Matthews, who died in 2018 of a brain tumour, retired from track and field athletics after the Athens Paralympics. He failed to earn a medal in the 5,000m or 10,000m, finishing respectively sixth and fifth. But it was a noble and deeply touching conclusion to a career which had seen him earn eight Paralympic golds as well as six world titles and 22 world records.

Bob Matthews, right, pictured with his guide Paul Harwood at the Sydney 2000 Paralympics, where he won a gold and two silvers ©Getty Images
Bob Matthews, right, pictured with his guide Paul Harwood at the Sydney 2000 Paralympics, where he won a gold and two silvers ©Getty Images

Last year, I encountered another Para-athlete whose vulnerability and courage were similarly made clear - Norwegian sprinter Salum Kashafali.

Like Matthews, this athlete - who arrived in Norway as a refugee from the Congo when he was 11 - suffers from a degenerative eye condition. In his case it is Stargardt disease, which is expected, eventually, to claim his sight.

Life in Congo had been difficult and dangerous as a civil war had resulted in the death of millions of people and resulted in widespread disease and malnutrition.

"When I was a kid I was just trying to find food, like everybody else," Kashafali, then 25, told World Para Sport in June 2019, shortly after becoming the fastest Paralympian sprinter. "My childhood was not about running or playing football, it was about finding food - surviving."

In his first Para-race at Nottwil in Switzerland in May 2019, he set a world record of 10.58sec which he improved to 10.45 in the Bislett Games in Oslo on June 13.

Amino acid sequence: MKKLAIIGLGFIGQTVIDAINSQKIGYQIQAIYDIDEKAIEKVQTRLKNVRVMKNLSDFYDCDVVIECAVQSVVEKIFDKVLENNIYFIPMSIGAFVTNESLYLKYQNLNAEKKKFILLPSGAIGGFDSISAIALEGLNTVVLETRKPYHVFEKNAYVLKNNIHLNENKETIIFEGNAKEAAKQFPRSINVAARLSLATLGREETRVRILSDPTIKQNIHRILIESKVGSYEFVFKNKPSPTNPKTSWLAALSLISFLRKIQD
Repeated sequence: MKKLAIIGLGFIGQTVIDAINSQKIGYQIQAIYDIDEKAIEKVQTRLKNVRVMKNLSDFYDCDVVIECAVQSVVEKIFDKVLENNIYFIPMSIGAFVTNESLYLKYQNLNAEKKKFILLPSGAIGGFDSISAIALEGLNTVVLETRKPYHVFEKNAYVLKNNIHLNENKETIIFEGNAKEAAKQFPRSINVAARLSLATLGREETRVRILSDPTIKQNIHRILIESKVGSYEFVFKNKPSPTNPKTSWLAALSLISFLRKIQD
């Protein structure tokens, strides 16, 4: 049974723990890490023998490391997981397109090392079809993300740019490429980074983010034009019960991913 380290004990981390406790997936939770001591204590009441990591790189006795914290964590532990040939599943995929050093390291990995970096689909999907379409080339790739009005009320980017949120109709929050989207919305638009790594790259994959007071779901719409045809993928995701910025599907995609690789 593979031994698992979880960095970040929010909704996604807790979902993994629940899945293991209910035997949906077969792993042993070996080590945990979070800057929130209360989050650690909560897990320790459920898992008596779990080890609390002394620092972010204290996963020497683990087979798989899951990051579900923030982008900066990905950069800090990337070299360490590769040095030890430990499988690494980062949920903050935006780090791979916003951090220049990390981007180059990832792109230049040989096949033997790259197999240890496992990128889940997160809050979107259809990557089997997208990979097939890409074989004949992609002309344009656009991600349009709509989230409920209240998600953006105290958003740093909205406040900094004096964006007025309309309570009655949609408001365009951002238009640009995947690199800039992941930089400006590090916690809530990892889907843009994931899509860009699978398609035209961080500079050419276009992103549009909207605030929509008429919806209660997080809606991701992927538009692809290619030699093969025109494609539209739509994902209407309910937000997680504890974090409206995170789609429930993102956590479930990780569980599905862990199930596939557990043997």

Settled with his family in Bergen, where he teaches maths to 13 to 15 year-olds at a local school, Kashafali had initially made an impact as an able-bodied sprinter until injury kept him off the track for a year. During that time his eyesight worsened to the point where he was eligible to compete as a Para-athlete.

But in August 2019 he earned the rare distinction of competing for his adopted country against able-bodied opponents in the 100m, in the European Athletics Team Championships First League event Norway was hosting in Sandnes.

Before taking part in the heats, he told me he was now feeling comfortable in his new athletics environment after running for many years in open competition.

"People have been tremendous about me moving to Para-athletics," he said. "I've had a lot of support. To go from normal athletics to Para-athletics - I didn't know how it was going to go. You can't immediately see that I have a vision impairment. You have to look a little bit closer, to follow me a little bit, to see that.

"Some people thought I was faking - they didn't believe me at first. But most people have been very good and very supportive to me. 

"They know me now. I can be normal with people, with my fellow Paras."

He recalled the difficulties he had in running the 200m at his recent National Championships. "I got to the final, but when I came to the turn I was confused," he said. "'Where are the other runners?' Then I had to try and catch them up, but it was too late. I made a fool of myself.

"I will be happier running the 200 metres in Para-competition because then we have two lanes each."

Kashafali offered further evidence of his relative disability in the 100m heats, nearly missing out on a place in the final - where he eventually finished fourth - when he dipped too early because he had mistaken a line that had been painted shortly before the main finish line on the newly laid track.

"I wanted to execute my race better - I'm very disappointed with myself," he said afterwards.

However, as he arrived at the Sandnes Stadium the day after the 100m final to do some training and cheer on his team, he added: "One of my fellow athletes told me not to worry because the main thing was I got through. But they also said 'if you didn't make it to the final that would have been fine because we know what the situation is'.

"To have a team-mate come and say that to me - that meant a lot - that raised me back up."